A lot of time, we like to post articles with tips and advice on how to succeed, or at least survive, in the job search. But sometimes you don’t need concrete advice. Sometimes you need a good pep talk. And for that, we’ll turn to Andrew WK.
Yes, that Andrew WK. As it turns out, his talents reach far beyond head-banging, partying hard, and composing thrashy rock songs that are as intense as they are fun. Mr. WK is also an excellent motivational speaker… or, motivational writer, in this case.
Just look at this tasty nugget:
…Nothing can hurt more than giving up and living with the knowledge that you abandoned hope… None of the worst potential outcomes of following what you love could ever be more painful than the empty life lived by the quitter, the one who gave up and spent the rest of their life convincing themselves they had to.
Okay, I’ll be honest. This post is just much about talking to myself as it is about sharing something inspirational. I’m about to go to graduate school to focus more on my own writing. It’s something I’ve known for certain I would do for several months, and something that I’ve been thinking about for several years, but now, two days from packing up my car and driving halfway across the country, it’s finally hit me: I’m actually doing this.
In many ways, it’s not logical. I had a job that I liked in the field I wanted to be in. It was totally fine, and had I not gotten into grad school, I probably would have kept at it and been content. But you don’t dream of doing something that is just “fine.” You don’t dream of something that just makes you “content.” You dream of doing something special. You dream of doing something altogether your own. And for better or for worse, a lot of the time you dream of something impractical.
Committing to doing something impractical feels weird. Right now, I’m thinking about how I won’t have as much money coming in, and not just while in school, but after probably too. I’m taking an index of the things I like that cost money – coffee, going out for drinks, meals, music, books, etc. – and realizing that I won’t be able to enjoy them as freely as before. But that’s okay, because as Mr. WK implies, a nice espresso drink or a good sandwich can’t possibly make up for the dissatisfaction I’d feel knowing that I’m not doing what I really want to be doing in life.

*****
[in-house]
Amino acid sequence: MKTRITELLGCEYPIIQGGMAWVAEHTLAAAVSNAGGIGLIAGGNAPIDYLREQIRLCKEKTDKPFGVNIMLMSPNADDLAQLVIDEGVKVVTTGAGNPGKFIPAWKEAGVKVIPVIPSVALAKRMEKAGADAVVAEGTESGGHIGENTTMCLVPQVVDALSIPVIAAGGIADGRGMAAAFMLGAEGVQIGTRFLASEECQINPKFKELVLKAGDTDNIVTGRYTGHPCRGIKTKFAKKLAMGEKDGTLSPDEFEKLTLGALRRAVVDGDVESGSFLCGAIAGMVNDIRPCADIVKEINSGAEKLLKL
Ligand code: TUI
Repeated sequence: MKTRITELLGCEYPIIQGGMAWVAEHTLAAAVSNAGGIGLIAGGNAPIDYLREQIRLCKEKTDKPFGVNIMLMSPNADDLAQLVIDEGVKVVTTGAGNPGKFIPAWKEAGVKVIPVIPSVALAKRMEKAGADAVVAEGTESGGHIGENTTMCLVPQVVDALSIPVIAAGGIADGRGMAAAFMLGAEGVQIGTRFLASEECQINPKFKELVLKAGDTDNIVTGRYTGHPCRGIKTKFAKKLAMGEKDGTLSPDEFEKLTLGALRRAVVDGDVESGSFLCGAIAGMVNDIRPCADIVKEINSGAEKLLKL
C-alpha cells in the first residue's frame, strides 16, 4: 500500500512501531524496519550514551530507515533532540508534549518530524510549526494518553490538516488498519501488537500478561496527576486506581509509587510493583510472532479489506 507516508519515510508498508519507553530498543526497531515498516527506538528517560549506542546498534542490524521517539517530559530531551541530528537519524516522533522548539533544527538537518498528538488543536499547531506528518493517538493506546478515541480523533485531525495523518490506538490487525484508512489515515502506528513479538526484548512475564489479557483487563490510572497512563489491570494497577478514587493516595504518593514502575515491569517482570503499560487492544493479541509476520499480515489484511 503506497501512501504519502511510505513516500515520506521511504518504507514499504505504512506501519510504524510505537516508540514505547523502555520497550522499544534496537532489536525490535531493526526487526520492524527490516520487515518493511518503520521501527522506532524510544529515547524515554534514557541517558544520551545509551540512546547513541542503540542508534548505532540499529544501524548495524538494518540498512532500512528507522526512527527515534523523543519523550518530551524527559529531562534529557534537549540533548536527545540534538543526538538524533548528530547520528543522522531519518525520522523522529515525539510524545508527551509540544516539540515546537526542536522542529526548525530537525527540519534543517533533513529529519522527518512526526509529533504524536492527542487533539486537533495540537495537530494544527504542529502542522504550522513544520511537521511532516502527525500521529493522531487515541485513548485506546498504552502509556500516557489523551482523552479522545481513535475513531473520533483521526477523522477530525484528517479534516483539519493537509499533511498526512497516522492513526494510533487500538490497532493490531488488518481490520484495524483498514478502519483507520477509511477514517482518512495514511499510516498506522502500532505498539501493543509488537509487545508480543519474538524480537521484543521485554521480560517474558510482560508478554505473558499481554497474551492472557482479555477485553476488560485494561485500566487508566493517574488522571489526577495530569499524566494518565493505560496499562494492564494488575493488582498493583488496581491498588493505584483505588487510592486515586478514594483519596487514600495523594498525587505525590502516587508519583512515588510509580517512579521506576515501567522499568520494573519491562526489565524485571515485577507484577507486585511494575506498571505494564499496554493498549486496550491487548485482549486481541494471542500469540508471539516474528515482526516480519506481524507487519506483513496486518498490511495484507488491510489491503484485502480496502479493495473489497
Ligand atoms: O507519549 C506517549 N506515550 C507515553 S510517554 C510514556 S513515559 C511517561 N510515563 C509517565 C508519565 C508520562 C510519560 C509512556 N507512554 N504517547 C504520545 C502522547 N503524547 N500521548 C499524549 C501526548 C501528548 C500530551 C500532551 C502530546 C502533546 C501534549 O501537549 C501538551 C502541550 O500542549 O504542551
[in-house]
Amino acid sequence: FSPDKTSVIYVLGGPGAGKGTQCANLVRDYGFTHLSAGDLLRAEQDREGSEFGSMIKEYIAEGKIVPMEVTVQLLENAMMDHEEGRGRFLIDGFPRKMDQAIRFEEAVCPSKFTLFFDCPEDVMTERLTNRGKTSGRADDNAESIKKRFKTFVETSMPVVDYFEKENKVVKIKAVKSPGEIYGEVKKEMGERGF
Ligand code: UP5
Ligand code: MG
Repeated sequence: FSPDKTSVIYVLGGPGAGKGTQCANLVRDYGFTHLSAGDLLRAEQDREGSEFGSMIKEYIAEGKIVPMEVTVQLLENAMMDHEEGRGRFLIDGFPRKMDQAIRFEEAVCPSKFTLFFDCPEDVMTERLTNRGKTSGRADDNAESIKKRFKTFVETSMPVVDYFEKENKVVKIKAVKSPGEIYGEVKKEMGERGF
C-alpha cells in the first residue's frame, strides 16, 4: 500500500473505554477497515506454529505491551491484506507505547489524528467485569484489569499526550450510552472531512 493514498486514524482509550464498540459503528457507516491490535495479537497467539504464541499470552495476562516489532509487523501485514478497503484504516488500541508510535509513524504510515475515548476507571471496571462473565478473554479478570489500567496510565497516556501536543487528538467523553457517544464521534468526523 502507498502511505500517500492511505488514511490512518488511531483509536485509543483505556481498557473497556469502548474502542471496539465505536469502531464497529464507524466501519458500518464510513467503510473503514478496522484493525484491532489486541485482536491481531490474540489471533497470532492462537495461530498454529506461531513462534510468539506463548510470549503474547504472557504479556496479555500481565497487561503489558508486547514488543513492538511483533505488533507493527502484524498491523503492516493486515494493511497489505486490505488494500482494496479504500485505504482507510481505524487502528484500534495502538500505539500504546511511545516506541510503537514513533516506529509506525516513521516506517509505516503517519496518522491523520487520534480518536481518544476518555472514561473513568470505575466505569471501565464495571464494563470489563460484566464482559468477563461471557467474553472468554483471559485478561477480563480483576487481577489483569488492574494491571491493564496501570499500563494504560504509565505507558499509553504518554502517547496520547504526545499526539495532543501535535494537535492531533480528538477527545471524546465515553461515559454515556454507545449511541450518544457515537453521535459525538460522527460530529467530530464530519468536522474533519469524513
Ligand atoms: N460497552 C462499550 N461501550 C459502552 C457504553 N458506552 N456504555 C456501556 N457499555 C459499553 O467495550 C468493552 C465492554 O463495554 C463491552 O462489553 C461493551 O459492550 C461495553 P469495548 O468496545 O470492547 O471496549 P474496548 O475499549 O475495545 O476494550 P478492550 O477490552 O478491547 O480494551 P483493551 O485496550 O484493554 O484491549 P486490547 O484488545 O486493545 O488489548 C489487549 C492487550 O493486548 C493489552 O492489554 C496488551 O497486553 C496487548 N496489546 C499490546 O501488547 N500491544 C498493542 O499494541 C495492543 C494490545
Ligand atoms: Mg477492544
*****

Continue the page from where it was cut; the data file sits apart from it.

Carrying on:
Still, the practical path’s undertow is strong. It pulls us at all times. It’s pulling me now, and it also pulled me when I got my first job out of college. I felt unhappy with where I was, and I started to think about what else I could do. I thought about teaching, about working in residential life at a college, things I had enjoyed when I did them during school or in the summer. But neither was my true passion. So, I kept at it. I worked my day job and when I got home, I wrote. I built up a little list of publications that I managed to parlay into a job as a copywriter.
And honestly, I thought that was my dream for a while. I thought making a living by writing in any way would be enough to sustain me while I worked on my own stuff on the side. But it wasn’t, so I’m going a step further. And that’s another important thing to know about dreams: they change. You realize things about yourself, you realize things about the world, and your focus shifts. Because of this, it’s important to check in with yourself at every turn. You need to know the difference between finding a new set of interests and settling for something because you’re scared of being impractical.
But look, I can go on and on and on and on about this, but I won’t (not more than I already have, at least). Just read Andrew WK’s post and get inspired to get what you want.